SARAJEVO, March 26 (FENA) – The UNICEF urges governments to ensure the safety and well-being of children amid growing social and economic failures due to the coronavirus pandemic. Together with the Alliance for Child Protection in Humanitarian Action, UNICEF has issued a list of guidelines to support the authorities and organizations involved in crisis response.
“In many ways, this situation affects children and families far more strongly than the disease itself. Schools are closing. Parents struggle to take care of their children and make ends meet. The risks to child protection are piling up. These guidelines provide governments and protection authorities with a brief overview of practical measures that can be taken to protect children in such precarious conditions,” said Cornelius Williams, Associate Director of Child Protection Programme Division at UNICEF.
Stigma related to COVID-19 has left some children more vulnerable to violence and psychosocial distress. At the same time, control measures that do not account for the gender-specific needs and vulnerabilities of women and girls may also increase their risk of sexual exploitation, abuse and child marriage. Recent anecdotal evidence from China, for instance, points to a significant rise in cases of domestic violence against women and girls.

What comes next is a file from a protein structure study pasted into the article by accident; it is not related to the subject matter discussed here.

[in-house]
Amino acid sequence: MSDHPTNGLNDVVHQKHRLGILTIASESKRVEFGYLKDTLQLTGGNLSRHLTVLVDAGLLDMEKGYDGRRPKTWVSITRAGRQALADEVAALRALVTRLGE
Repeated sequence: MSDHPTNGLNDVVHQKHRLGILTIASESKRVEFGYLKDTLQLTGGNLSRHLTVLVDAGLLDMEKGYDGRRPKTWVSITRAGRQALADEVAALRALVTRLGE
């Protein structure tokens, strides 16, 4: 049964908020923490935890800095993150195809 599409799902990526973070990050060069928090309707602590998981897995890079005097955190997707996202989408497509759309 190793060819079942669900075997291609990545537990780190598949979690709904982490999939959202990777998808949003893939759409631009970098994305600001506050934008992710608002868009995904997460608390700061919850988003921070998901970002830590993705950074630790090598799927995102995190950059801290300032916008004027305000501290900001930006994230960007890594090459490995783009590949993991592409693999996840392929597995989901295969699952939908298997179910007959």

Increased rates of abuse and exploitation of children have occurred during previous public health emergencies. School closures during the outbreak of Ebola virus disease in West Africa from 2014 to 2016, for example, contributed to spikes in child labor, neglect, sexual abuse and teenage pregnancies. In Sierra Leone, cases of teenage pregnancy more than doubled to 14,000 from before the outbreak.
As part of the guidance, the Alliance is recommending that governments and protection authorities take concrete steps to ensure the protection of children is integral to all COVID-19 prevention and control measures, including:
Train health, education and child services staff on COVID-19 related child protection risks, including on the prevention of sexual exploitation and abuse and how to safely report concerns;
Train first responders on how to manage disclosure of gender-based violence (GBV Pocket Guide), and collaborate with healthcare services to support GBV survivors;
Increase information sharing on referral and other support services available for children;
Engage children, particularly adolescents, in assessing how COVID-19 affects them differently to inform programming and advocacy;
Provide targeted support to interim care centers and families, including child-headed households and foster families, to emotionally support children and engage in appropriate self-care;
Provide financial and material assistance to families whose income-generating opportunities have been affected; and
Put in place concrete measures to prevent child-family separation, and ensure support for children left alone without adequate care due to the hospitalization or death of a parent or caregiver; and, ensure the protection of all children is given the utmost consideration in disease control measures.